If you ever have more dough than you need but don't want to bake, just remember to mix it once per day. Or skip it entirely for up to two days, but remember to add more water afterwards to become a decent consistency. (Doing this for a year now, I don't even measure it anymore, I just add flour and water as I feel right because I've developed an eye for what it is supposed to be like and likewise others who do this for so long will. It's pretty easy, honestly.

That also means that your first bread is going to suck. :P That's not because you're a bad baker, but because the sourdough hasn't developed any strength yet. It will nonetheless taste good, but the dough won't risely entirely, thus the bread will end up a bit tough. If it's hard to chew, break it into pieces and boil it in water together with salt, pepper, onions, garlic and some soup-herbs of your liking → tada, tastey breadsoup.

Your first bread.

I want to add here that the sourdough is fairly flexible. I've done quite a bit of bread meanwhile, ranging from spicey pepper-bread over herb-bread to sweet fruit-bread. But for now let's stick with the most basic of all basics from which all other recipes diverge.

500g sourdough
400g wheat flour
100ml warm water (like above)
2 pinch of salt

Mix all of this together in a bowl and cover with a towel.
- The dough is supposed to be nonesticky, but you might want to have something prepared to free your fingers off the dough while it is sticky. If the whole dough is mixed and doesn't stick to your hand: good! If it's still sticky: Add flour until it isn't anymore.
- on the other end: If the dough isn't wet enough to bind all the flour, add water, but very carefully! A sip of water can be enough. :)

Let the dough rise for 2 hours (later, when the dough is stronger, 1 hour is enough)

Prepare a baking pan by putting fat or oil on the surface, just enough to 'lubricate it'
- or -
have a baking tray prepared fat or baking paper.

Take your dough and kneed it thoroughly again. Put it into the baking pan or roll and shape it into a typical bread on the baking tray.

Add a towel and leave it to rise again for anther 2 hours (same as above, faster once the dough is stronger)

Now for the tricky part!

I prefer baking with air circulation.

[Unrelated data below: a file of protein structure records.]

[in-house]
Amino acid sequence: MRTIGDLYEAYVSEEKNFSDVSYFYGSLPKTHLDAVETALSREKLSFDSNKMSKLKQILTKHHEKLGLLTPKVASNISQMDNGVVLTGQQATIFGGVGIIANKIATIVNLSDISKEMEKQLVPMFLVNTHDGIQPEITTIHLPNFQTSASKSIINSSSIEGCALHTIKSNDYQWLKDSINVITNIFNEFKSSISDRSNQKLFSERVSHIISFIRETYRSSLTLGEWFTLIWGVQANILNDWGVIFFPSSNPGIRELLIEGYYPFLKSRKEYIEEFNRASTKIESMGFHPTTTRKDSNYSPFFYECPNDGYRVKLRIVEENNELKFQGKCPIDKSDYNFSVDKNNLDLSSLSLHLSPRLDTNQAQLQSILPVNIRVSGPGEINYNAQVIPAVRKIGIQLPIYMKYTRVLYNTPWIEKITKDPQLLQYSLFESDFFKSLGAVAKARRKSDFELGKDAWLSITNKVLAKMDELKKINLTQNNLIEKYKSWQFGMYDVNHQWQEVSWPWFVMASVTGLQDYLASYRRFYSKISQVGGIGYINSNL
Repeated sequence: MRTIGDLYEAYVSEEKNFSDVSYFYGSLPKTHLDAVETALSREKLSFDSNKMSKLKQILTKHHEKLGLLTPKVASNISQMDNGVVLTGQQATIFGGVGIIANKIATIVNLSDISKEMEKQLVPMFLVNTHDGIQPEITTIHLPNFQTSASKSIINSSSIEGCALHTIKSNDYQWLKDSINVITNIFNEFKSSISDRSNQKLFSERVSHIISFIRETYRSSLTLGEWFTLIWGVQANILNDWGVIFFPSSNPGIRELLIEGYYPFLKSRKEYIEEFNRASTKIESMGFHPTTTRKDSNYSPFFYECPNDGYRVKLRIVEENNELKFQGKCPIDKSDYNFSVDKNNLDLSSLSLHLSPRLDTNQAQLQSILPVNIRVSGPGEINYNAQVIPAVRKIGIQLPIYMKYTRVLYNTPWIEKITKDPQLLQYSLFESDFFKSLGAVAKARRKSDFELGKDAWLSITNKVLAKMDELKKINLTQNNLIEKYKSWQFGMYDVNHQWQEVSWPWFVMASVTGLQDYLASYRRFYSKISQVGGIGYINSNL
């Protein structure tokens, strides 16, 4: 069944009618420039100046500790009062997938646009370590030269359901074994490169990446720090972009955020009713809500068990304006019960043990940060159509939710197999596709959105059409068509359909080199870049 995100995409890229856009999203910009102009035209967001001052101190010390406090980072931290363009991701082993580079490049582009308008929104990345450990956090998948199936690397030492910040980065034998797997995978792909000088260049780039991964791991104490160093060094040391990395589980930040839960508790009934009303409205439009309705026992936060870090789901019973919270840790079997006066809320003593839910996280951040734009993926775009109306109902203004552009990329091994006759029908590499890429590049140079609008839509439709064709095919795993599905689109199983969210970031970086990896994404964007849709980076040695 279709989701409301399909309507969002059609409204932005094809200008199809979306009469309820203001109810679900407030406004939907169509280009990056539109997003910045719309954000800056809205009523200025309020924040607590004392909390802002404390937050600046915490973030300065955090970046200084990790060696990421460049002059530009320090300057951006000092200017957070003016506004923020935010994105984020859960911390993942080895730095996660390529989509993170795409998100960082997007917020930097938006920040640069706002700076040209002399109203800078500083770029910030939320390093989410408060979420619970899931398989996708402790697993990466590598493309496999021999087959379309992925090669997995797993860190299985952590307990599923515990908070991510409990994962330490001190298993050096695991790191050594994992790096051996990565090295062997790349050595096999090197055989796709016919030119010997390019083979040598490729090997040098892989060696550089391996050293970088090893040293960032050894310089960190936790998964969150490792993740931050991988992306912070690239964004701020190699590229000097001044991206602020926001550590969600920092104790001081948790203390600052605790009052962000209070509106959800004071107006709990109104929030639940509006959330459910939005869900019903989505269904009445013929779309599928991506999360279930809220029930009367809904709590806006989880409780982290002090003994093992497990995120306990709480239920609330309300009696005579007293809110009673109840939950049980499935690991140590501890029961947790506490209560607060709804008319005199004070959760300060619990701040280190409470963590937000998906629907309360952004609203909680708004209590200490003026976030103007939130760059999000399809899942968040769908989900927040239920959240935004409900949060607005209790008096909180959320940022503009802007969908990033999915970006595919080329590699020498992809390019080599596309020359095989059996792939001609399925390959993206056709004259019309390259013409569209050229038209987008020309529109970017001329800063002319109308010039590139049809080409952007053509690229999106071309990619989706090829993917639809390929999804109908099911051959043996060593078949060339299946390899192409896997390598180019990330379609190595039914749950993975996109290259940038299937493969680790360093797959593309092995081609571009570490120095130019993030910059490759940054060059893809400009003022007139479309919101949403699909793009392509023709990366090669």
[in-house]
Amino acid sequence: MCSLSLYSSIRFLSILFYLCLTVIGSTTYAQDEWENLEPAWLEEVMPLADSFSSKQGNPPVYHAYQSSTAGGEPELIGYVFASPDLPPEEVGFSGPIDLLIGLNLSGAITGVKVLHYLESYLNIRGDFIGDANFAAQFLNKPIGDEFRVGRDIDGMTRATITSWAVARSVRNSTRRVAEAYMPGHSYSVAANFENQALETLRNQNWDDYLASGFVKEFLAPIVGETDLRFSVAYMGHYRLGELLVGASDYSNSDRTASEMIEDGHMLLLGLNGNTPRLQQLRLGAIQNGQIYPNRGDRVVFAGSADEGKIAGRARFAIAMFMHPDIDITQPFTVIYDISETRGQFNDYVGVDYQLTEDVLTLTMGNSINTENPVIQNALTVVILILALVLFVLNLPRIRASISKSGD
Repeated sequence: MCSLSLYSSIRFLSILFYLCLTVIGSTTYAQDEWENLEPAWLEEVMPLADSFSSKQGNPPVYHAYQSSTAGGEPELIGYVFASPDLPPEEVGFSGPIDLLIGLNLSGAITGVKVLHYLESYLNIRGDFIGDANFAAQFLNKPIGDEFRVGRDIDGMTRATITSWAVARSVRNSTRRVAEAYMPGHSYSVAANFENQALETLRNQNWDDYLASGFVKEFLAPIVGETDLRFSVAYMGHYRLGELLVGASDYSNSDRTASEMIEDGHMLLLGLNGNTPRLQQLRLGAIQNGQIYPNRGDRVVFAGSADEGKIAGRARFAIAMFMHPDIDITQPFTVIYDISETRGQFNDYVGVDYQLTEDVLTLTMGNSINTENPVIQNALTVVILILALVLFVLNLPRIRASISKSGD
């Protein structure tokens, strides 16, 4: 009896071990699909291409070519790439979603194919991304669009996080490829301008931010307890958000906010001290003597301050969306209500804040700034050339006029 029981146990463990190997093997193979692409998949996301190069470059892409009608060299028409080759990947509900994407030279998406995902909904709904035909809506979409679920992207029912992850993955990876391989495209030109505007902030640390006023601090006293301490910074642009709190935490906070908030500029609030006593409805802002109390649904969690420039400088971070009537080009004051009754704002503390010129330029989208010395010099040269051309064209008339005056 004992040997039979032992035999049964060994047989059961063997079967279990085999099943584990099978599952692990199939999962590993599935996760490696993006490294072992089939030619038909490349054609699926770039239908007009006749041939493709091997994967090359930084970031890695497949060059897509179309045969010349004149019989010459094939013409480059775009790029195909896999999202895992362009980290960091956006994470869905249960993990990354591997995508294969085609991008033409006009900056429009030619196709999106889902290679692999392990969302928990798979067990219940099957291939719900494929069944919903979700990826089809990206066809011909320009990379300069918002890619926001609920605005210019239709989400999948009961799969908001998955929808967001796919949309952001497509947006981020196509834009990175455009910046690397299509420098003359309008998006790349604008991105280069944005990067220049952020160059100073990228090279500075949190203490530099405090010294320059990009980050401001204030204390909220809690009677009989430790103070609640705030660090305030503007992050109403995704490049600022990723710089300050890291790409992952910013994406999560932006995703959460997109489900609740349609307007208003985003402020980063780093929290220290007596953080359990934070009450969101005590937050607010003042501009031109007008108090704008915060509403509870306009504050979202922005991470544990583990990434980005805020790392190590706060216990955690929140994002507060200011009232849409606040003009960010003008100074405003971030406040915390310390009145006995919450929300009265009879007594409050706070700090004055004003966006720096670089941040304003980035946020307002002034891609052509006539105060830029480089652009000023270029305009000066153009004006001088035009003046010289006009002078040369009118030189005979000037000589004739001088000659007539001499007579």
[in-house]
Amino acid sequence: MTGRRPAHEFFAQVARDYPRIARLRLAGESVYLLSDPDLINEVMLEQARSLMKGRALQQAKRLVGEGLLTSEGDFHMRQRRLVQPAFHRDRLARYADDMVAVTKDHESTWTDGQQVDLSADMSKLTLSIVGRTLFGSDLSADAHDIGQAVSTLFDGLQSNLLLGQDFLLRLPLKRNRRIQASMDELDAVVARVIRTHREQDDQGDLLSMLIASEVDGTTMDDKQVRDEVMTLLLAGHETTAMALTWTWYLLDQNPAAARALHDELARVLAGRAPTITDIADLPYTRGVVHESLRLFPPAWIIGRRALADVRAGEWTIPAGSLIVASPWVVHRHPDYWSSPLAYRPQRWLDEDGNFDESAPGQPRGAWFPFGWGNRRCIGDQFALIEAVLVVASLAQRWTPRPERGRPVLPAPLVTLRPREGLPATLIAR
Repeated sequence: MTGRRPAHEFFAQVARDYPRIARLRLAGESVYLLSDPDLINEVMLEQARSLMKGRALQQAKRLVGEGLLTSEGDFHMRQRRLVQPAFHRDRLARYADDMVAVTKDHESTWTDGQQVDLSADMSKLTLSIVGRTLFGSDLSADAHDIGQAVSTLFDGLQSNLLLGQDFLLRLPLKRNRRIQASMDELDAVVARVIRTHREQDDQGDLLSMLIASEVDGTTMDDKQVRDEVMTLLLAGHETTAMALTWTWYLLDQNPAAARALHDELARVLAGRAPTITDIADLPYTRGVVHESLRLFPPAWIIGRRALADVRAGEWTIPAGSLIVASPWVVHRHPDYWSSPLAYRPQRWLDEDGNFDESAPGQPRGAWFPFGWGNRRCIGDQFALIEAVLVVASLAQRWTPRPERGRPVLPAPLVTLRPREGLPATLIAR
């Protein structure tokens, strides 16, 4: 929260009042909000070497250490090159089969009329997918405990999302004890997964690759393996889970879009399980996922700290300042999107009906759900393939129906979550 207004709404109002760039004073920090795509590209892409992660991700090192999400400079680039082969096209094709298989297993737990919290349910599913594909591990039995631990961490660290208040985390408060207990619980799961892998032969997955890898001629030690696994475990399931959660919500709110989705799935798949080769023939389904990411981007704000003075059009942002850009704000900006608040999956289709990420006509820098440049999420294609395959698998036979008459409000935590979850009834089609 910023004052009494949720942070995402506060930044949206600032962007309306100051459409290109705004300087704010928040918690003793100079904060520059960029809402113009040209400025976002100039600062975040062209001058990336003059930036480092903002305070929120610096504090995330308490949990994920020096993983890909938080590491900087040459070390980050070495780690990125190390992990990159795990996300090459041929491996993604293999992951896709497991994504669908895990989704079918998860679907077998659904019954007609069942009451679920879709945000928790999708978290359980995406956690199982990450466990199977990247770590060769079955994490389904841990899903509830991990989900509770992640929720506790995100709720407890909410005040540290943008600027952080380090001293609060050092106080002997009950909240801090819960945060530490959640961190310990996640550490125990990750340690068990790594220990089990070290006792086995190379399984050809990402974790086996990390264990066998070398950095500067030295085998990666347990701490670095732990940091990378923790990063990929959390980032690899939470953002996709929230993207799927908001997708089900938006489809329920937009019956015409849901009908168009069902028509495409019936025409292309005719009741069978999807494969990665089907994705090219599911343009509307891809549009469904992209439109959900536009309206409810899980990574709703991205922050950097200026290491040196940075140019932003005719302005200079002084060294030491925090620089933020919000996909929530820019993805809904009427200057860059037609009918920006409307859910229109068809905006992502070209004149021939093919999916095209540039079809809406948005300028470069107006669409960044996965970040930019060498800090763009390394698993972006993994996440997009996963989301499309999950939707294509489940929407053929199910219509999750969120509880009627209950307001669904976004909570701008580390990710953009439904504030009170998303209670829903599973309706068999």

Take the towel off your bread and wetten the surface with water.

Put a heat-proof bowl or cup of water into the oven

Put your bread in the oven

Put the heat to 230°C and bake it for 30 minutes.

After that, lower the heat to 200°C, open the oven for about a minute to let the stored heat out, close the oven and bake for another 10 minutes.

After that, lower the heat to 170°C, open the oven for about a minute to let the stored heat out, close the oven and bake for another 10 minutes.

Done! Take your bread out (careful, damn hot) and wetten the surface again. Let it cool for at least another hour, for the heat inside is still working on it.

Now it's ready to be eaten. :)



So far, so good.
I'll leave the thread like this for a while and want to see first if people are interested in this. If so, I'm glad to share more recipes. Also this is very important, because you need to know these two steps of making your own homemade bread to do the traditional beer I'm having here. But before that I need to wait what my experiments will turn out like. To tell you the least: They taste interestingly well! Just need to see which of these need the least amount of work in the long run. :)

Senebty
Marukay

edit 1.1 - added information about dough stickyness
« Last Edit: July 23, 2014, 02:59:52 pm by Marukay »
Sa Wesir her Yinepu-Wepwawet mery Sekhmet-Mut

Beware the raging green jql man! (inspired by Tuwerherbastmut )

~I'll stick to the words I said, not to the meaning some want them to hold~

Offline Vaalea

  • Divined Remetj
  • Country: 00
Re: Bread and Beer for Wesir!
« Reply #1 on: July 23, 2014, 08:56:32 pm »
Thank you for the information and shared experience, Marukay.

It's appreciated; I'm taking notes as to compare differing recipes about bread is always interesting to do.